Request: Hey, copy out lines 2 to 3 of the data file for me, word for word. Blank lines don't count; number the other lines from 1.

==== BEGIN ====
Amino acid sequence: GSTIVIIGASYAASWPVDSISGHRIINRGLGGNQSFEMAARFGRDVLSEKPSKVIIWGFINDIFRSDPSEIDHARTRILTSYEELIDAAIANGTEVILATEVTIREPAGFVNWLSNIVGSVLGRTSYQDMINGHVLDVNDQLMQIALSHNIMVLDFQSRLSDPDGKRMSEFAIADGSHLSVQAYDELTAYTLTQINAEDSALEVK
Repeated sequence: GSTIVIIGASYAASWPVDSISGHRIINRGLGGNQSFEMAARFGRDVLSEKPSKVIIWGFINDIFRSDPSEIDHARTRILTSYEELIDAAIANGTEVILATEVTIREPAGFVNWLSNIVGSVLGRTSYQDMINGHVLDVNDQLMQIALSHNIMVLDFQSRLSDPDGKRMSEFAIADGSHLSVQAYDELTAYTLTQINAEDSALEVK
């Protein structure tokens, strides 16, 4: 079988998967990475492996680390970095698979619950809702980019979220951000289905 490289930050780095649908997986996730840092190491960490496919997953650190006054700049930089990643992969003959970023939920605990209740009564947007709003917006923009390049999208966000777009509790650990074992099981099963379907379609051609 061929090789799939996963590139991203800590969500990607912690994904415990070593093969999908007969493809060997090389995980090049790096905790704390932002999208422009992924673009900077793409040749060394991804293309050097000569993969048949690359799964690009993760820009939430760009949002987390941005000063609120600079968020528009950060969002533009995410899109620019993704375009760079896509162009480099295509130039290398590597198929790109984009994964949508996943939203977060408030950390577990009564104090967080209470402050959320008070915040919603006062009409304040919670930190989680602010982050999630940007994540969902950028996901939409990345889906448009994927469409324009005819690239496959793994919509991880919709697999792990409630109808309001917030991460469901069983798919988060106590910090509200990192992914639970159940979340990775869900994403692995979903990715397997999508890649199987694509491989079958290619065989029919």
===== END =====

Repeated sequence: GSTIVIIGASYAASWPVDSISGHRIINRGLGGNQSFEMAARFGRDVLSEKPSKVIIWGFINDIFRSDPSEIDHARTRILTSYEELIDAAIANGTEVILATEVTIREPAGFVNWLSNIVGSVLGRTSYQDMINGHVLDVNDQLMQIALSHNIMVLDFQSRLSDPDGKRMSEFAIADGSHLSVQAYDELTAYTLTQINAEDSALEVK
């Protein structure tokens, strides 16, 4: 079988998967990475492996680390970095698979619950809702980019979220951000289905 490289930050780095649908997986996730840092190491960490496919997953650190006054700049930089990643992969003959970023939920605990209740009564947007709003917006923009390049999208966000777009509790650990074992099981099963379907379609051609 061929090789799939996963590139991203800590969500990607912690994904415990070593093969999908007969493809060997090389995980090049790096905790704390932002999208422009992924673009900077793409040749060394991804293309050097000569993969048949690359799964690009993760820009939430760009949002987390941005000063609120600079968020528009950060969002533009995410899109620019993704375009760079896509162009480099295509130039290398590597198929790109984009994964949508996943939203977060408030950390577990009564104090967080209470402050959320008070915040919603006062009409304040919670930190989680602010982050999630940007994540969902950028996901939409990345889906448009994927469409324009005819690239496959793994919509991880919709697999792990409630109808309001917030991460469901069983798919988060106590910090509200990192992914639970159940979340990775869900994403692995979903990715397997999508890649199987694509491989079958290619065989029919």